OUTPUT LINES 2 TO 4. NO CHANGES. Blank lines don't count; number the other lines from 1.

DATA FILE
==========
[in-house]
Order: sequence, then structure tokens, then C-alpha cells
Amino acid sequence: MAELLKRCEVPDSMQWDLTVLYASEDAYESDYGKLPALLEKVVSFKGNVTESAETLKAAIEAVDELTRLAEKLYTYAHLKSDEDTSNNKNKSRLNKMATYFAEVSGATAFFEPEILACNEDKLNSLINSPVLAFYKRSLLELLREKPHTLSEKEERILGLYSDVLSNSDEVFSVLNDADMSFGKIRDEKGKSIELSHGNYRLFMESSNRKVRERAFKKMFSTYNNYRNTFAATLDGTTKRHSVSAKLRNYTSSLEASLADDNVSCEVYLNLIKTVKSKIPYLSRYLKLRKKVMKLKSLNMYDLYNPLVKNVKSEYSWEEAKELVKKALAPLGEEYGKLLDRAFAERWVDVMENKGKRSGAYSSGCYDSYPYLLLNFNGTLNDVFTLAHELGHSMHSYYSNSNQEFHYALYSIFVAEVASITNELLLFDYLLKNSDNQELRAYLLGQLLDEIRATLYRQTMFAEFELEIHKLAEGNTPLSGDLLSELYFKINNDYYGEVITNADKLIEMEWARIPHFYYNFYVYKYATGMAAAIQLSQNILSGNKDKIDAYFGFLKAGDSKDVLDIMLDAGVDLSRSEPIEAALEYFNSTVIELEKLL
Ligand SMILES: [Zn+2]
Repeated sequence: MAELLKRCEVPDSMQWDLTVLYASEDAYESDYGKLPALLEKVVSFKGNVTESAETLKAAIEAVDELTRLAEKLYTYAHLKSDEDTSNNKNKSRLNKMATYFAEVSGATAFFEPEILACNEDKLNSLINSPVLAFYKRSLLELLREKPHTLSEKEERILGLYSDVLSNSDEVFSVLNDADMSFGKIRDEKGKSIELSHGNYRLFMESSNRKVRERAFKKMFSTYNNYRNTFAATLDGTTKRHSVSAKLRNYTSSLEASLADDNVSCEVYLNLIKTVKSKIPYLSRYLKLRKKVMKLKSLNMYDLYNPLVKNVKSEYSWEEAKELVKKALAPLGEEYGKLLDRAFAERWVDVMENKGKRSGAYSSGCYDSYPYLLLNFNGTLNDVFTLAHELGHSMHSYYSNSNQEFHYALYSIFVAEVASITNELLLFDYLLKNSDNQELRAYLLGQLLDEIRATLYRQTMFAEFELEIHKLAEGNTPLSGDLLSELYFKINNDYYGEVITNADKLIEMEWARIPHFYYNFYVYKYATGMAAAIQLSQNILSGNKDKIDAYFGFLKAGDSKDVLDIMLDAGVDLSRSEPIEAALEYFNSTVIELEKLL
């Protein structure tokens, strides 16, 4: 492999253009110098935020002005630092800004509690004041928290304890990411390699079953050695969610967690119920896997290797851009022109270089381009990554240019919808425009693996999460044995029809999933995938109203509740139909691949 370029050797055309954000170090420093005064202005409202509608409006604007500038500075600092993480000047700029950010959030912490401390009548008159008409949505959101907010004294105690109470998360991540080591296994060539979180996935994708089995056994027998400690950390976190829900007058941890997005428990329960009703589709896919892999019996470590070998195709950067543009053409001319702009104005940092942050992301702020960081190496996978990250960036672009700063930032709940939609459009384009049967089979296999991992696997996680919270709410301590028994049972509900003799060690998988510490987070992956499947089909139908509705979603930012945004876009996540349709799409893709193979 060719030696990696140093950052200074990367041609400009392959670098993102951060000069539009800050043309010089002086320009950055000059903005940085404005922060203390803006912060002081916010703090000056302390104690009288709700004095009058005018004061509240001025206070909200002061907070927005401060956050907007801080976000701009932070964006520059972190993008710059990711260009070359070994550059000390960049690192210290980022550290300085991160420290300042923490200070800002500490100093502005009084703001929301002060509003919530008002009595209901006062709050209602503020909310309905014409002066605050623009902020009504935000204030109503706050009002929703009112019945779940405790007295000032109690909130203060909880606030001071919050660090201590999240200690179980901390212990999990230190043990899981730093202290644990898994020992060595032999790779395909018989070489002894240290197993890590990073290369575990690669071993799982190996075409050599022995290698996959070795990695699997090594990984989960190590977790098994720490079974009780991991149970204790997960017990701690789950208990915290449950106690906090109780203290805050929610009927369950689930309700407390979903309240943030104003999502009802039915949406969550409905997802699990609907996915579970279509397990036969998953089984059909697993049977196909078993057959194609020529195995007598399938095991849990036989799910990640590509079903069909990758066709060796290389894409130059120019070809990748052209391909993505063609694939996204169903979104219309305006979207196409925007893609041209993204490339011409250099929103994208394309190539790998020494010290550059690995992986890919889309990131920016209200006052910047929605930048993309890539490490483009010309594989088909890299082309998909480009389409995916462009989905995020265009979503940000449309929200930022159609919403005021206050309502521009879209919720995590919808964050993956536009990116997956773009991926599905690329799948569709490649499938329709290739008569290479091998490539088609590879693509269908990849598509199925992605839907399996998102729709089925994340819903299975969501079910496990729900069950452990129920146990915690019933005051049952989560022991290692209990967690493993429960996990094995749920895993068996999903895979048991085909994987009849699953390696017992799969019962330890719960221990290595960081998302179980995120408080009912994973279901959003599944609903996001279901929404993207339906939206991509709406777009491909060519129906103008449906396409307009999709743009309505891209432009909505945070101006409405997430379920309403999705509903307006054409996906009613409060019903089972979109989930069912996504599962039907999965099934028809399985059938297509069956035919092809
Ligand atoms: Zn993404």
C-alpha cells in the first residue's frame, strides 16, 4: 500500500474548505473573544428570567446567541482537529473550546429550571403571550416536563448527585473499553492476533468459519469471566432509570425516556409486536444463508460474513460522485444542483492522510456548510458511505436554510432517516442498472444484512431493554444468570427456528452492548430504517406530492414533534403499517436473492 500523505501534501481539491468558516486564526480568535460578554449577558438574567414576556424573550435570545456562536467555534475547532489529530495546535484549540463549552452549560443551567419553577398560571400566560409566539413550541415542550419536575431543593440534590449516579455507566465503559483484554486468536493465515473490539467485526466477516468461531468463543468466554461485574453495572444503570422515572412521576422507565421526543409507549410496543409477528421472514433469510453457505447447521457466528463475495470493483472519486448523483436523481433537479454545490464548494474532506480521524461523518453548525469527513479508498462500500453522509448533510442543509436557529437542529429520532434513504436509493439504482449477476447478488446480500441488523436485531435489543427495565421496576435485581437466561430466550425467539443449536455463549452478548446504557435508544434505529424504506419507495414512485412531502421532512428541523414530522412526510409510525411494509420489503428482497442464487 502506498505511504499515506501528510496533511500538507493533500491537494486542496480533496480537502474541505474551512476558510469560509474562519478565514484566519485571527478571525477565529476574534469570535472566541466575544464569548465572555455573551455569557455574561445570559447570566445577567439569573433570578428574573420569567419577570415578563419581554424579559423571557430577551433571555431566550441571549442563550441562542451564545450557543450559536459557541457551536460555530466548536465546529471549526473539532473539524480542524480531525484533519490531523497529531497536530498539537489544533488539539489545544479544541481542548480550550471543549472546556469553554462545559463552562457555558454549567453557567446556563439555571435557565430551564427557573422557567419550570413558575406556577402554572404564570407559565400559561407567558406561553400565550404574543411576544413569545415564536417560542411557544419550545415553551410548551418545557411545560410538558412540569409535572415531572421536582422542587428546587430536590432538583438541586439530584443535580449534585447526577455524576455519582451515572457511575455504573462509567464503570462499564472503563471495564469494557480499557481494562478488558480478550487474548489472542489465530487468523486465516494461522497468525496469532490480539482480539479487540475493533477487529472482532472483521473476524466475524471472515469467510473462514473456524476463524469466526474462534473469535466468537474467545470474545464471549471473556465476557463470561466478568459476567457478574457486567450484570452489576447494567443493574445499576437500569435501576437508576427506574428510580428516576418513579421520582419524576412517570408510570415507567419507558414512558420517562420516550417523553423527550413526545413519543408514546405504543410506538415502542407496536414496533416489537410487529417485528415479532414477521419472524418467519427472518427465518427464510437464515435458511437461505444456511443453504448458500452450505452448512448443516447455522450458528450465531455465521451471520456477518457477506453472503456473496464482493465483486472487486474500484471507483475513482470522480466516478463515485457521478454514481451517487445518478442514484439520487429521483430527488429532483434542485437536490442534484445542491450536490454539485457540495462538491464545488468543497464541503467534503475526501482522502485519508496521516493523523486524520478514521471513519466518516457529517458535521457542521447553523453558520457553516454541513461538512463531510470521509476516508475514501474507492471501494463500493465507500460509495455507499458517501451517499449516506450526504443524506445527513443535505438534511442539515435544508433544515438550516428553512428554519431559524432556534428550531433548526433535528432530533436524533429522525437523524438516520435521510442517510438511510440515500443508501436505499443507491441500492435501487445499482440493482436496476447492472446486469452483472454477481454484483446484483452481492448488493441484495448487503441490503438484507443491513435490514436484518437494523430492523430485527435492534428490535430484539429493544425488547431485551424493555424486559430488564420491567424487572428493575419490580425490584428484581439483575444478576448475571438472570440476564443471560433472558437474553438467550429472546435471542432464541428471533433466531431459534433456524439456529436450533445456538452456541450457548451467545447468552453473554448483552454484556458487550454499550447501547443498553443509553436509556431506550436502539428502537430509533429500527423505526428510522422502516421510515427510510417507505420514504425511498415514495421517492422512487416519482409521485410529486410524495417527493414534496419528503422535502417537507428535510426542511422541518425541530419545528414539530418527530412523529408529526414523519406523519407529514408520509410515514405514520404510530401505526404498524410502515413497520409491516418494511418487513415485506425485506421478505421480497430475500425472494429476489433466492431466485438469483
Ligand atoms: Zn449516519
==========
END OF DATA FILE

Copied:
Order: sequence, then structure tokens, then C-alpha cells
Amino acid sequence: MAELLKRCEVPDSMQWDLTVLYASEDAYESDYGKLPALLEKVVSFKGNVTESAETLKAAIEAVDELTRLAEKLYTYAHLKSDEDTSNNKNKSRLNKMATYFAEVSGATAFFEPEILACNEDKLNSLINSPVLAFYKRSLLELLREKPHTLSEKEERILGLYSDVLSNSDEVFSVLNDADMSFGKIRDEKGKSIELSHGNYRLFMESSNRKVRERAFKKMFSTYNNYRNTFAATLDGTTKRHSVSAKLRNYTSSLEASLADDNVSCEVYLNLIKTVKSKIPYLSRYLKLRKKVMKLKSLNMYDLYNPLVKNVKSEYSWEEAKELVKKALAPLGEEYGKLLDRAFAERWVDVMENKGKRSGAYSSGCYDSYPYLLLNFNGTLNDVFTLAHELGHSMHSYYSNSNQEFHYALYSIFVAEVASITNELLLFDYLLKNSDNQELRAYLLGQLLDEIRATLYRQTMFAEFELEIHKLAEGNTPLSGDLLSELYFKINNDYYGEVITNADKLIEMEWARIPHFYYNFYVYKYATGMAAAIQLSQNILSGNKDKIDAYFGFLKAGDSKDVLDIMLDAGVDLSRSEPIEAALEYFNSTVIELEKLL
Ligand SMILES: [Zn+2]